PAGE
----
field drill two teams were chosenI
and sent through a fast practice gama.
Owing to the cold the pitchers did
inot warm up very wellh and conse-
quiently scoring was high, though this,
may also be attributed to poor sup-
port. Fly balls, which as a rul.i would
have been easy outs were lost in the
high wind and went for ehtra base
Iris. No actual score was kept, but
the team that inclodod "Red' Cherry,
of basketball fame, and Gerringer,
(ne of Mather's best proilmcets on the
inield, scored the most runs.
I White put up a good brand of base-
1:bll at short, while Parker, football
man, played a nica gamtn at second.
Gircen playing firac also performed
,wrell. In the outfield, Funk in left,
Ticyle [in center, and Speesman in
right, all on the a inning team, put
up the best ganm. and look to be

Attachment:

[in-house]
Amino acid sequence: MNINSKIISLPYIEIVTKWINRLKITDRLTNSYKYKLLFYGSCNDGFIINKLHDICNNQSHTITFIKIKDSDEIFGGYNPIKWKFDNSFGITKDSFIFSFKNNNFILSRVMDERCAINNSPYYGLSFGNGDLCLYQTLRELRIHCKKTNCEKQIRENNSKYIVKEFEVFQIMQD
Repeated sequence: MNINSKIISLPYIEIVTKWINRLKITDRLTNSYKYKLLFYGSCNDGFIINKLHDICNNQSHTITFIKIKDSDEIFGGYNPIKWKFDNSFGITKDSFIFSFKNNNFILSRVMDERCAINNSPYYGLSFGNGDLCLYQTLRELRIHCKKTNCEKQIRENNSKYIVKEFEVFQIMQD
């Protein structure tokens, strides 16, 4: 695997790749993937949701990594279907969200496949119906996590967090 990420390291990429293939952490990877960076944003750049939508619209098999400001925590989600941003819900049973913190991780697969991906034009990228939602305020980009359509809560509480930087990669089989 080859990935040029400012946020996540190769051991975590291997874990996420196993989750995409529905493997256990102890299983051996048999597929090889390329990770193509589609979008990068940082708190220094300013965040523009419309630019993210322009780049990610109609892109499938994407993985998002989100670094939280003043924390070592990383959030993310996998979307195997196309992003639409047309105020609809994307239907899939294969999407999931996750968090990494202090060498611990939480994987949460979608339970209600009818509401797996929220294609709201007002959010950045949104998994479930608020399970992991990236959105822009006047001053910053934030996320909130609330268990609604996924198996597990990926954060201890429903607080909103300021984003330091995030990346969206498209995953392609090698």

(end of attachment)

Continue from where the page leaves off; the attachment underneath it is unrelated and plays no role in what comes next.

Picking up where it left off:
Mather's best outfield prospects.
T'he pitchers have btarted to hook
them over already, and there appear
tc be several good men on the squad.
Ollingham appears to have a lot of
stuff as do several others. Coach
Mather has not had a chance to work
with the hurling cot y yet, and so
it is impossible to weed out the bestj
.'om the rest yet. No receivers have
bcen cut yet eithe,.
One of the infi <;er3 twisted his

mIkle in infield dri after the game,
but it is not expec:bd to be serious.
i e _( red only numbers 50 n-w and
a"o'heI cut will be made hortly in
In :rrt to reduce th q+ m to work-
able numbers.
Intramural items

Arguments on the interpretation of Bromberg 1167-R vs. J. N. K
playground baseball rues have been W.Hearding 909 vs. G. C. Ve
few this year but it has been found r. H..Crane 243-Mvs. J. P. VY
n nl a of 1H. E. Boxer 1512-W vs. E.

necessary to pu uisi acopy o L rues